Just when we thought the volcano craze was bubbling down and our Icelandic lives could once again be consumed by IceSave, banksters and corruption, a second eruption started–this time under neighbouring Eyjafjallajökull glacier.
Eyjafjallajökull: Iceland’s tourist lockdown
It’s not every day you get to see a volcano erupting. In fact, it’s not every lifetime you get to see a volcano erupting. And we have now had two eruptions in the last month. The latest eruption has kicked up a large cloud of ash, which can be seen sitting ominously above the glacier. Westerly winds have also carried the ash to northern Europe, paralyzing air traffic for the second day in a row. About 17,000 flights have already been cancelled, according to a CNN report. What’s more, nobody knows how long these disruptions will continue, which depends on both the volcano and the changing wind patterns.
Apart from spewing toxic ash and sending off glacial flooding over the southern flatlands, as Grapevine’s resident volcanologist James Ashworth points out, there won’t be much magma action for us volcano hungry types to feast on – at least not on the ground because the volcano is below the glacier and it is far too dangerous to be in the path of potential flooding.
Fimmvörðuháls: Iceland’s tourist attraction
Right about now I’m glad I didn’t waste any time to check out the Fimmvörðuháls eruption, because not only has it stopped erupting, but it was also probably quite a unique opportunity to come within 200 metres of an erupting volcano.
Those who didn’t make it there are probably kicking themselves right now, but thousands of people did make it and many went to great lengths (literally) to do so. Perhaps never before have so many people in Iceland decided to embark on a 30.5-kilometre (19 mile) hike up Fimmvörðuháls from Skógar, which is the way I went. The ten to eleven hour hike was pretty gruelling, especially for people who hadn’t done much moving until the volcano inspired them off their seats.
The hike was breathtaking and well worth the effort. Wedged between two glaciers – Eyjafjallajökull on the left and Mýrdalsjökull on the right – the route meandered up 1000 metres before the volcano showed itself. Although the volcano remained hidden for nearly the entire journey, the hike alone was nothing short of spectacular. It was cold and windy at times, but the sun was shining and the scenery was astounding.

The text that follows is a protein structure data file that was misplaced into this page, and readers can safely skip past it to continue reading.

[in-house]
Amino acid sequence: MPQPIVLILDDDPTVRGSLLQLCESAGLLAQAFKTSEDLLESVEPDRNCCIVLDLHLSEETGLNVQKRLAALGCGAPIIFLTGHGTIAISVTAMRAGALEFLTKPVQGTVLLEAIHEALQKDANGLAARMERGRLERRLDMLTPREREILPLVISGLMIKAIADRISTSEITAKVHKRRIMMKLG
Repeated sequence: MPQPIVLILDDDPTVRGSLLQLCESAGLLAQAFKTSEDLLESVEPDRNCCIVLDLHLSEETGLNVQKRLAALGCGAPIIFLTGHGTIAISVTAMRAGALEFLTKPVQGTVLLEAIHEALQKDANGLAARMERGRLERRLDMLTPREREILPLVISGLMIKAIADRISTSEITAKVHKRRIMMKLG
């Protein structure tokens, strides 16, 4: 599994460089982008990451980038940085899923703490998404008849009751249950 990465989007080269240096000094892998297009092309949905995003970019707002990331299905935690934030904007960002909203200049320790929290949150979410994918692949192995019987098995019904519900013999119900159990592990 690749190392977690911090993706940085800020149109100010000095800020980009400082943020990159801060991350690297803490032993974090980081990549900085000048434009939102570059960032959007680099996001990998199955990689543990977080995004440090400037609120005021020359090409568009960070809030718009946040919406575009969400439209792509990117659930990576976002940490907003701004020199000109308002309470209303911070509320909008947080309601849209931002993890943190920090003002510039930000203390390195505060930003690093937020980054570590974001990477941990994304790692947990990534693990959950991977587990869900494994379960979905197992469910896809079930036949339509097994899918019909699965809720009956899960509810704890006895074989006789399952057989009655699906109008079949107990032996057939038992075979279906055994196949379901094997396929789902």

Although it was admittedly an amusement park-like scene with all kinds of rides – super jeeps, snowmobiles, ATVs and helicopters – it was still quite a geologically thrilling experience to stand so close to a fissure shooting up molten rock.
Here is a visual taste of the hike (which pending the course of our new volcano, might not be possible for some time):
On the way up, showing Eyjafjallajökull in the background.
Looking right to Mýrdalsjökull.
Approaching ash covered snow as we neared the elusive smoke.
At 1000 metres, the Fimmvörðuháls Eruption.
Descending the mountain, overlooking the ocean.
A few hikers following the icy road down.
Almost 11 hours later, nearing the end of the hike. Feeling very accomplished.
On a final note, with the new eruption on the horizon, hopefully we can learn from the unfortunate casualties of the Fimmvörðuháls eruption. Far too many people tried to face the fierce winds and frost armed only with a pair of jeans, a light jacket and sneakers. The Icelandic Rescue Team had to lead a number of those people down the mountain – some of whom even showed signs of frostbite. And then there were the two people who lost their way and died of exposure. If being ostracized by the media is not enough to get you to dress appropriately and bring enough food and water when venturing into the mountains, there was your proof that Iceland’s nature is not to be taken lightly.
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